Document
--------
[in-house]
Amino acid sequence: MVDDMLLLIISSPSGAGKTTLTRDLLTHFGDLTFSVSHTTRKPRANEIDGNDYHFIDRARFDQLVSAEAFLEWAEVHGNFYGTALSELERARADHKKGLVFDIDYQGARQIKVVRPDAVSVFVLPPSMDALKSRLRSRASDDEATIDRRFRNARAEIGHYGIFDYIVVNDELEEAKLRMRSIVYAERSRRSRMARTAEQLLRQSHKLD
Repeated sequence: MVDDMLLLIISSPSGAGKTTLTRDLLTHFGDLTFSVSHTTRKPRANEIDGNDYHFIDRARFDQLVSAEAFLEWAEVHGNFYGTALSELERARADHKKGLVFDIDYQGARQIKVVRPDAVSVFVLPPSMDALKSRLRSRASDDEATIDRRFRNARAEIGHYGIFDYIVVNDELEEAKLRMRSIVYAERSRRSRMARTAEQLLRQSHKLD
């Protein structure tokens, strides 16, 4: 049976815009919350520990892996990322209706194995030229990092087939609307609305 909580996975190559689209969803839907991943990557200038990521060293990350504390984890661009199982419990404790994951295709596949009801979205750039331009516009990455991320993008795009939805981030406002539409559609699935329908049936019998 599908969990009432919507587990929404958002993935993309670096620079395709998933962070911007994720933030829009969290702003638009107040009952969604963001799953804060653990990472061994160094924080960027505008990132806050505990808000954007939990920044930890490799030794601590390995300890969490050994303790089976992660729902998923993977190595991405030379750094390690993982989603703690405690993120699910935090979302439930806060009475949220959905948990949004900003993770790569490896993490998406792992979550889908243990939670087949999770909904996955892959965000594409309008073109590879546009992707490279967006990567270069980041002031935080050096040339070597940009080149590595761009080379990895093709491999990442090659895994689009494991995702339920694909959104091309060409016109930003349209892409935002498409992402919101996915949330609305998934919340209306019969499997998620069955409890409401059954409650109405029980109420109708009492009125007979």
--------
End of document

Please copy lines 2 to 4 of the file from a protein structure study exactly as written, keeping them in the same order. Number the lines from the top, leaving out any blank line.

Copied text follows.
Amino acid sequence: MVDDMLLLIISSPSGAGKTTLTRDLLTHFGDLTFSVSHTTRKPRANEIDGNDYHFIDRARFDQLVSAEAFLEWAEVHGNFYGTALSELERARADHKKGLVFDIDYQGARQIKVVRPDAVSVFVLPPSMDALKSRLRSRASDDEATIDRRFRNARAEIGHYGIFDYIVVNDELEEAKLRMRSIVYAERSRRSRMARTAEQLLRQSHKLD
Repeated sequence: MVDDMLLLIISSPSGAGKTTLTRDLLTHFGDLTFSVSHTTRKPRANEIDGNDYHFIDRARFDQLVSAEAFLEWAEVHGNFYGTALSELERARADHKKGLVFDIDYQGARQIKVVRPDAVSVFVLPPSMDALKSRLRSRASDDEATIDRRFRNARAEIGHYGIFDYIVVNDELEEAKLRMRSIVYAERSRRSRMARTAEQLLRQSHKLD
């Protein structure tokens, strides 16, 4: 049976815009919350520990892996990322209706194995030229990092087939609307609305 909580996975190559689209969803839907991943990557200038990521060293990350504390984890661009199982419990404790994951295709596949009801979205750039331009516009990455991320993008795009939805981030406002539409559609699935329908049936019998 599908969990009432919507587990929404958002993935993309670096620079395709998933962070911007994720933030829009969290702003638009107040009952969604963001799953804060653990990472061994160094924080960027505008990132806050505990808000954007939990920044930890490799030794601590390995300890969490050994303790089976992660729902998923993977190595991405030379750094390690993982989603703690405690993120699910935090979302439930806060009475949220959905948990949004900003993770790569490896993490998406792992979550889908243990939670087949999770909904996955892959965000594409309008073109590879546009992707490279967006990567270069980041002031935080050096040339070597940009080149590595761009080379990895093709491999990442090659895994689009494991995702339920694909959104091309060409016109930003349209892409935002498409992402919101996915949330609305998934919340209306019969499997998620069955409890409401059954409650109405029980109420109708009492009125007979």